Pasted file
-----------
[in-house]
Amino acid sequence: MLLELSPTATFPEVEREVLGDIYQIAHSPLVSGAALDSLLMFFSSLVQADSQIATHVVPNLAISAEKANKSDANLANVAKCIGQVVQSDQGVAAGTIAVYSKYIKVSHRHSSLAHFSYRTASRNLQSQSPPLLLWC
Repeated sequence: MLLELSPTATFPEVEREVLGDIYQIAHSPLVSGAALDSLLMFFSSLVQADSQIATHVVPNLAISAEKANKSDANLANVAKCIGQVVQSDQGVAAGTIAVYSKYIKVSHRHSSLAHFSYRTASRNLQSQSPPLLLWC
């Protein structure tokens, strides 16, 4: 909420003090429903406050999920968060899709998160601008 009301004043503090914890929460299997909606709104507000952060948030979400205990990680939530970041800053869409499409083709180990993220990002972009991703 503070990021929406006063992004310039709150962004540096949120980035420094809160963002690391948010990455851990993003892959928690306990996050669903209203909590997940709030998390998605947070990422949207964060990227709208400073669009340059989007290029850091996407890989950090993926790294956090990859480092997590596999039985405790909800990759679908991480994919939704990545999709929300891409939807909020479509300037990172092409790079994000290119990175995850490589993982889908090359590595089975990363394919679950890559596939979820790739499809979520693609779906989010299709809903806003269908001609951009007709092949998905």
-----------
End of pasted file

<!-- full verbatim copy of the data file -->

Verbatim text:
[in-house]
Amino acid sequence: MLLELSPTATFPEVEREVLGDIYQIAHSPLVSGAALDSLLMFFSSLVQADSQIATHVVPNLAISAEKANKSDANLANVAKCIGQVVQSDQGVAAGTIAVYSKYIKVSHRHSSLAHFSYRTASRNLQSQSPPLLLWC
Repeated sequence: MLLELSPTATFPEVEREVLGDIYQIAHSPLVSGAALDSLLMFFSSLVQADSQIATHVVPNLAISAEKANKSDANLANVAKCIGQVVQSDQGVAAGTIAVYSKYIKVSHRHSSLAHFSYRTASRNLQSQSPPLLLWC
């Protein structure tokens, strides 16, 4: 909420003090429903406050999920968060899709998160601008 009301004043503090914890929460299997909606709104507000952060948030979400205990990680939530970041800053869409499409083709180990993220990002972009991703 503070990021929406006063992004310039709150962004540096949120980035420094809160963002690391948010990455851990993003892959928690306990996050669903209203909590997940709030998390998605947070990422949207964060990227709208400073669009340059989007290029850091996407890989950090993926790294956090990859480092997590596999039985405790909800990759679908991480994919939704990545999709929300891409939807909020479509300037990172092409790079994000290119990175995850490589993982889908090359590595089975990363394919679950890559596939979820790739499809979520693609779906989010299709809903806003269908001609951009007709092949998905």